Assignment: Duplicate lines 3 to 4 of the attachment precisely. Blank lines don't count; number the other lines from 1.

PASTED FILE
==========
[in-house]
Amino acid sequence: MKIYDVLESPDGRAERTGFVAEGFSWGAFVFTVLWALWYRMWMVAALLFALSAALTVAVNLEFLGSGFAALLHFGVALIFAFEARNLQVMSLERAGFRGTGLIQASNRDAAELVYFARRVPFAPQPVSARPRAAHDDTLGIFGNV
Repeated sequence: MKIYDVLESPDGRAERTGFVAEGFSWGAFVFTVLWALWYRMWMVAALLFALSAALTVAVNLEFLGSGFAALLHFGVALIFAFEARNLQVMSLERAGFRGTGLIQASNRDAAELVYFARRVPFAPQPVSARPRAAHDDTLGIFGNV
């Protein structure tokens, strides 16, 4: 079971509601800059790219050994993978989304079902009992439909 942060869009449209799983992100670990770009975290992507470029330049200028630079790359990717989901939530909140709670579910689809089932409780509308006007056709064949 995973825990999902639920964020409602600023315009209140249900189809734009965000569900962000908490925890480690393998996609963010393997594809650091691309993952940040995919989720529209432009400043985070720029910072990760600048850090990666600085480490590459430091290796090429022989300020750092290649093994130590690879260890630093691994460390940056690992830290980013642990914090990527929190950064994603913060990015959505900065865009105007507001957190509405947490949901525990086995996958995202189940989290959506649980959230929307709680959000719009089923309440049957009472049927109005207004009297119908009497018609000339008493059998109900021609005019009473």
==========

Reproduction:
Repeated sequence: MKIYDVLESPDGRAERTGFVAEGFSWGAFVFTVLWALWYRMWMVAALLFALSAALTVAVNLEFLGSGFAALLHFGVALIFAFEARNLQVMSLERAGFRGTGLIQASNRDAAELVYFARRVPFAPQPVSARPRAAHDDTLGIFGNV
């Protein structure tokens, strides 16, 4: 079971509601800059790219050994993978989304079902009992439909 942060869009449209799983992100670990770009975290992507470029330049200028630079790359990717989901939530909140709670579910689809089932409780509308006007056709064949 995973825990999902639920964020409602600023315009209140249900189809734009965000569900962000908490925890480690393998996609963010393997594809650091691309993952940040995919989720529209432009400043985070720029910072990760600048850090990666600085480490590459430091290796090429022989300020750092290649093994130590690879260890630093691994460390940056690992830290980013642990914090990527929190950064994603913060990015959505900065865009105007507001957190509405947490949901525990086995996958995202189940989290959506649980959230929307709680959000719009089923309440049957009472049927109005207004009297119908009497018609000339008493059998109900021609005019009473």